The twins responded in unison, “Why???”

“Why would a child’s parents not live in the same house.”

Good question.  Okay, I tried another angle.

I responded, “You know that daddy’s parents did not live in the same house?  Remember we visit Mom Mom and Pop Pop’s house and Grandmom and Grandpop’s house?”

Quizzical looks from both of them let me know that they were processing this information.  After a moment, he looked at me and said, “Well now that Mom Mom is dead does she live with Grandpop?”

Evan and I looked at each other. Neither of us had a response to give to our son. Luckily, his sister answered. “No silly! Mom Mom lives with Sawyer, Jake and Grandpoppy!”


January 24, 2013 at 11:48 pm | Posted in after death?, Grief, life lessons, normal? | 5 Comments
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Maybe (Taoist story)

There is a Taoist story of an old farmer who had worked his crops for many years. One day his horse ran away. Upon hearing the news, his neighbors came to visit. “Such bad luck,” they said sympathetically.

“Maybe,” the farmer replied. The next morning the horse returned, bringing with it 3 other wild horses. “How wonderful,” the neighbors exclaimed.

“Maybe,” replied the old man. The next day, his son tried to ride one of the untamed horses, was thrown, and broke his leg. The neighbors again came to offer their sympathy on his misfortune. “Maybe,” answered the farmer. The day after, military officials came to the village to draft young men into the army. Seeing that the son’s leg was broken, they passed him by. The neighbors congratulated the farmer on how well things had turned out. “Maybe,” said the farmer.

After Sawyer died, one of Evan’s friends came over to see us.  Those days were such a blur that I do not remember his exact words but I will try to give you the basic gist.  He explained that sometimes things happen and we do not see or understand why at the time.  We may never understand why but the fact that Sawyer died could influence someone or something in the future. 

I, of course, responded that I will never understand why. 

He went on to say that some events need to be looked at in different ways.

I again responded that I have examined and reexamined every angle of Sawyer’s death and could not find anything except for earth shattering pain, emptiness and never ending darkness.

However, he continued to make his point in a way that I could actually accept.   He gave the example that when the twins grow up that their experience of Sawyer dying could impact them beyond my initial thoughts of how they would grow up without their baby brother.  They could be perhaps go on to discover a cure for whatever caused Sawyer’s death.  In that moment I grasped the fact that something good could possibly result from Sawyer dying.  Maybe, just maybe.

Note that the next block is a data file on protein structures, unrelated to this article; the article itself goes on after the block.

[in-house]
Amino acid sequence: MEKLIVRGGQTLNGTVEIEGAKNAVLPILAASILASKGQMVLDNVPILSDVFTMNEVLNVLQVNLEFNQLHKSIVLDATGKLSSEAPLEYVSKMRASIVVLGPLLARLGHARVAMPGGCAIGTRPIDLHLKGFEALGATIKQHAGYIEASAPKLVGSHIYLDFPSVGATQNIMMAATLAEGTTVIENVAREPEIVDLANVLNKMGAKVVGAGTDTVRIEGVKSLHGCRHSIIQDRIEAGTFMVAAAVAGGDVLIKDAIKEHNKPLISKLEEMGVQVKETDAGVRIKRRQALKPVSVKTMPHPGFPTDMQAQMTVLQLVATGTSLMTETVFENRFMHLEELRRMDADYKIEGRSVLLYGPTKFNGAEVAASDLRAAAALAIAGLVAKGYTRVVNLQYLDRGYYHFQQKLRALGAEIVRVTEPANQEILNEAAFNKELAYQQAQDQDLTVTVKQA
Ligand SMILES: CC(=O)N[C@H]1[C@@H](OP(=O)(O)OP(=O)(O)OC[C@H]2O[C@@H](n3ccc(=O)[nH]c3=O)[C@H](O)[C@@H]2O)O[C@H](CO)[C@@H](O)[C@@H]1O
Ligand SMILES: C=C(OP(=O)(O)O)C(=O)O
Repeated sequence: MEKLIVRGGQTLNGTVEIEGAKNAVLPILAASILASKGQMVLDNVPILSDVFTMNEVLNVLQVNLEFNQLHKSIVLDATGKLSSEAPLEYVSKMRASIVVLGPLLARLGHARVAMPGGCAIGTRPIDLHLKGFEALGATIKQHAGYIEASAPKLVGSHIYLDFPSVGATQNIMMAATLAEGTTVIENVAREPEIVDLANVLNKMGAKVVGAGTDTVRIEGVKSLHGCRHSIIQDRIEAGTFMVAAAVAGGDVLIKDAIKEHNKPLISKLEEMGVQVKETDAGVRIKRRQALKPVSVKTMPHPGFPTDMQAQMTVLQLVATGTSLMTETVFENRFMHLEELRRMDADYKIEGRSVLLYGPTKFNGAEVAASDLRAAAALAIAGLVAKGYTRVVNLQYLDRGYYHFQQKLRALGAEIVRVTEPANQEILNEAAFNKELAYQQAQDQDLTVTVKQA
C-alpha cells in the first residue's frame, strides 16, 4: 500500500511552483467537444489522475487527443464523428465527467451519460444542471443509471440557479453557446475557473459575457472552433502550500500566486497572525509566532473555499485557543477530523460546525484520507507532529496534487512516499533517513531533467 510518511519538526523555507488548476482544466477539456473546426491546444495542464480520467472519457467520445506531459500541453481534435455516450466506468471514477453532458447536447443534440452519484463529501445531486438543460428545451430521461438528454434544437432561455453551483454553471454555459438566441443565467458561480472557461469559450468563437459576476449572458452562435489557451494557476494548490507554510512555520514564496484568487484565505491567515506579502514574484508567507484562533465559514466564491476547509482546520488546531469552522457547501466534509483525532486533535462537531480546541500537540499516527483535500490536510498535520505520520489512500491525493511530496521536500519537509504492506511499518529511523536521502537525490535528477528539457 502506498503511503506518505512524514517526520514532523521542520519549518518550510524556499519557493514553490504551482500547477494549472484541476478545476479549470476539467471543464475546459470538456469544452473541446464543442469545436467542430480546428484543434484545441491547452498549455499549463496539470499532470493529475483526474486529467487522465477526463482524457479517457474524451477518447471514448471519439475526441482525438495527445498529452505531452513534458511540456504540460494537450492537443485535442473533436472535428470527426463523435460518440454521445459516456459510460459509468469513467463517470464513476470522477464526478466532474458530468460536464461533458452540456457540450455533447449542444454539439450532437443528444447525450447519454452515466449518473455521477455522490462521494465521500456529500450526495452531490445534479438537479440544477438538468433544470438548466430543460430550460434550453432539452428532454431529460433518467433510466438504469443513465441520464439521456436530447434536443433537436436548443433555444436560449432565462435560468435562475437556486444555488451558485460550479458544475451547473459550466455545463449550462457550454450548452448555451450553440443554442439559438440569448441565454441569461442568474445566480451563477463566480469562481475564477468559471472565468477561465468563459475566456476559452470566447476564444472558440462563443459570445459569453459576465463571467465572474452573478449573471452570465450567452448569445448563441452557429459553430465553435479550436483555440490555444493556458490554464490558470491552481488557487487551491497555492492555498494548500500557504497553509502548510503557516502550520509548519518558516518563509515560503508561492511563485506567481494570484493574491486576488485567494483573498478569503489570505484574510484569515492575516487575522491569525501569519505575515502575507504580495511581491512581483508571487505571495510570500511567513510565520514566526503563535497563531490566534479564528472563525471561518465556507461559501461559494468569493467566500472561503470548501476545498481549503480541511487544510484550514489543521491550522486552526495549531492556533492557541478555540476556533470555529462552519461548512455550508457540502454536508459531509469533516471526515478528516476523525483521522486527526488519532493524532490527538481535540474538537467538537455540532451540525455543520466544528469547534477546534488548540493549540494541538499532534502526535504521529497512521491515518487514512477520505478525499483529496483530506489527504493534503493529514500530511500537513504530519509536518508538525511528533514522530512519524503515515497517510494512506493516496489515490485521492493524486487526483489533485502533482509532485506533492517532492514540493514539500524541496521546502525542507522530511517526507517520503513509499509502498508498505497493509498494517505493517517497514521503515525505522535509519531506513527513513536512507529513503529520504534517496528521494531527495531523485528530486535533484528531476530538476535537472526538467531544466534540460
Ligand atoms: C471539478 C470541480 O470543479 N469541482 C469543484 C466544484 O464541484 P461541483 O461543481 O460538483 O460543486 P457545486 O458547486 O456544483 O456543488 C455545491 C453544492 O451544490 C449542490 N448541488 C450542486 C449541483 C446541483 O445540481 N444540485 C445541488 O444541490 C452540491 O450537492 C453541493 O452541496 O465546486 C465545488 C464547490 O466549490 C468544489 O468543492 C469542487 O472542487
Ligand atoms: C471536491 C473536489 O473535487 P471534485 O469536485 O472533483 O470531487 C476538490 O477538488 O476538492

January 16, 2013 at 9:16 pm | Posted in Death, Grief, life after loss, normal? | 6 Comments
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Quote - things

Very often “get rid of clutter” is at the top of my to do list.  Okay, sometimes I put it at the top of Evan’s to do list.  I am overwhelmed by the piles of paper, toys, laundry, and stuff in general which seems to fill up the world.  However, there is some clutter that I just cannot part with.   The hospital bracelets from Jake’s tiny ankles, the smallest “sunglasses” which covered his sensitive eyes, every little thing that touched his body came home with us.

Sawyer had a lot more stuff.  Right after he died we packed up, donated or got rid of most of the things he never wore or used.  The things he did wear and use stayed on a shelf.  Year after year Sawyer’s stuff did not move.  Except for the sock.

I recently went on a business trip and when I got home Sawyer’s stuff was not on the shelf.  I backed out of the room and went in again.  It was still not there.  I yelled for Evan.  He calmly explained that he moved it.  Just like that.  He moved it to the same place where Jake’s stuff is kept.

Logically, I know that it is all just stuff but these are the only things that we will ever have that were Jake’s and Sawyer’s.  I thought about these things as I threw out garbage bag after garbage bag of stuff as I helped to clean out my grandfather’s home.  Why did I find it so easy, even therapeutic, to throw away his things?

I decided that my lifetime of memories with my grandfather made all the material things not necessary.   I do not need stuff to remember him.

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On the other hand, I had such a short time with Jake and Sawyer.  There are not so many memories or stories to tell.  So, I will hold onto the stuff that I can.

Sawyer and Evan

Tips for NICU Parents

January 12, 2013 at 10:52 pm | Posted in Grief, hospital, NICU, normal?, silver lining | 12 Comments